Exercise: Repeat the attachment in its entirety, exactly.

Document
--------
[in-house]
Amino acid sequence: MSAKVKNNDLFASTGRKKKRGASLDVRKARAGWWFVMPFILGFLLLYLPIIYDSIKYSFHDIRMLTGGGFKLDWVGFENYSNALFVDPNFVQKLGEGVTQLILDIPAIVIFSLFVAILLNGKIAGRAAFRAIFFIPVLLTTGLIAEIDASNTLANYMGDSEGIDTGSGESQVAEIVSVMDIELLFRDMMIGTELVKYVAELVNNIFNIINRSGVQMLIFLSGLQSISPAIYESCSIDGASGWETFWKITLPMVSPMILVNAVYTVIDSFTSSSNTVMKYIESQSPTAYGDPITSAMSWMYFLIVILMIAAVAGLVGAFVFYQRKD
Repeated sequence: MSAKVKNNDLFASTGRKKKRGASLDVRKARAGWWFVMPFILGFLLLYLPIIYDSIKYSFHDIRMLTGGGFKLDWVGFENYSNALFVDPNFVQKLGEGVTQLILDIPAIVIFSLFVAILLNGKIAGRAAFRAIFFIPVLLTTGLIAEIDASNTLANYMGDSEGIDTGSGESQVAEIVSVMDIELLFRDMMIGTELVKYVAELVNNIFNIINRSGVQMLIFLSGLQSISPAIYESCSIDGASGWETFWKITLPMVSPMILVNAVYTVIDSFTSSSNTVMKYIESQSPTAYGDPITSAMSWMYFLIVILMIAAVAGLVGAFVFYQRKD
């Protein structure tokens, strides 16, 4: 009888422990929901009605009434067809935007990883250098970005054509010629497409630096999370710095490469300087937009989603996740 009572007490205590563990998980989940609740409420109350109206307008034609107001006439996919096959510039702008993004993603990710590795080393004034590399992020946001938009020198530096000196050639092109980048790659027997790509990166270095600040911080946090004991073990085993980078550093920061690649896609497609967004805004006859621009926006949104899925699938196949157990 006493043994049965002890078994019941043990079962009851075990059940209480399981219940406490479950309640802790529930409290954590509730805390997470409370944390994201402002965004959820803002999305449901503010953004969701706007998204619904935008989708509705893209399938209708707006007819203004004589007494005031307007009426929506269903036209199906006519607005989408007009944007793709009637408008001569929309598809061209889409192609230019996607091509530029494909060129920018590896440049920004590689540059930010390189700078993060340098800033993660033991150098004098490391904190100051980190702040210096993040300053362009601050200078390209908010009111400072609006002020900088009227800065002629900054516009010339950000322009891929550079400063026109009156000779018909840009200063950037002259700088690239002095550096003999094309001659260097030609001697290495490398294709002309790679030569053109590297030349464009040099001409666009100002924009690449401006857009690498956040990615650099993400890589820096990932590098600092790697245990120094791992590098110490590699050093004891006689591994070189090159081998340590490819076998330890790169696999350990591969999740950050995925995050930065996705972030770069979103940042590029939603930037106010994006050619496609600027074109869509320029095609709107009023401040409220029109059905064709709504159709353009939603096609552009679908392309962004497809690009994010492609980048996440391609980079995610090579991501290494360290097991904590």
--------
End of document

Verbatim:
[in-house]
Amino acid sequence: MSAKVKNNDLFASTGRKKKRGASLDVRKARAGWWFVMPFILGFLLLYLPIIYDSIKYSFHDIRMLTGGGFKLDWVGFENYSNALFVDPNFVQKLGEGVTQLILDIPAIVIFSLFVAILLNGKIAGRAAFRAIFFIPVLLTTGLIAEIDASNTLANYMGDSEGIDTGSGESQVAEIVSVMDIELLFRDMMIGTELVKYVAELVNNIFNIINRSGVQMLIFLSGLQSISPAIYESCSIDGASGWETFWKITLPMVSPMILVNAVYTVIDSFTSSSNTVMKYIESQSPTAYGDPITSAMSWMYFLIVILMIAAVAGLVGAFVFYQRKD
Repeated sequence: MSAKVKNNDLFASTGRKKKRGASLDVRKARAGWWFVMPFILGFLLLYLPIIYDSIKYSFHDIRMLTGGGFKLDWVGFENYSNALFVDPNFVQKLGEGVTQLILDIPAIVIFSLFVAILLNGKIAGRAAFRAIFFIPVLLTTGLIAEIDASNTLANYMGDSEGIDTGSGESQVAEIVSVMDIELLFRDMMIGTELVKYVAELVNNIFNIINRSGVQMLIFLSGLQSISPAIYESCSIDGASGWETFWKITLPMVSPMILVNAVYTVIDSFTSSSNTVMKYIESQSPTAYGDPITSAMSWMYFLIVILMIAAVAGLVGAFVFYQRKD
């Protein structure tokens, strides 16, 4: 009888422990929901009605009434067809935007990883250098970005054509010629497409630096999370710095490469300087937009989603996740 009572007490205590563990998980989940609740409420109350109206307008034609107001006439996919096959510039702008993004993603990710590795080393004034590399992020946001938009020198530096000196050639092109980048790659027997790509990166270095600040911080946090004991073990085993980078550093920061690649896609497609967004805004006859621009926006949104899925699938196949157990 006493043994049965002890078994019941043990079962009851075990059940209480399981219940406490479950309640802790529930409290954590509730805390997470409370944390994201402002965004959820803002999305449901503010953004969701706007998204619904935008989708509705893209399938209708707006007819203004004589007494005031307007009426929506269903036209199906006519607005989408007009944007793709009637408008001569929309598809061209889409192609230019996607091509530029494909060129920018590896440049920004590689540059930010390189700078993060340098800033993660033991150098004098490391904190100051980190702040210096993040300053362009601050200078390209908010009111400072609006002020900088009227800065002629900054516009010339950000322009891929550079400063026109009156000779018909840009200063950037002259700088690239002095550096003999094309001659260097030609001697290495490398294709002309790679030569053109590297030349464009040099001409666009100002924009690449401006857009690498956040990615650099993400890589820096990932590098600092790697245990120094791992590098110490590699050093004891006689591994070189090159081998340590490819076998330890790169696999350990591969999740950050995925995050930065996705972030770069979103940042590029939603930037106010994006050619496609600027074109869509320029095609709107009023401040409220029109059905064709709504159709353009939603096609552009679908392309962004497809690009994010492609980048996440391609980079995610090579991501290494360290097991904590």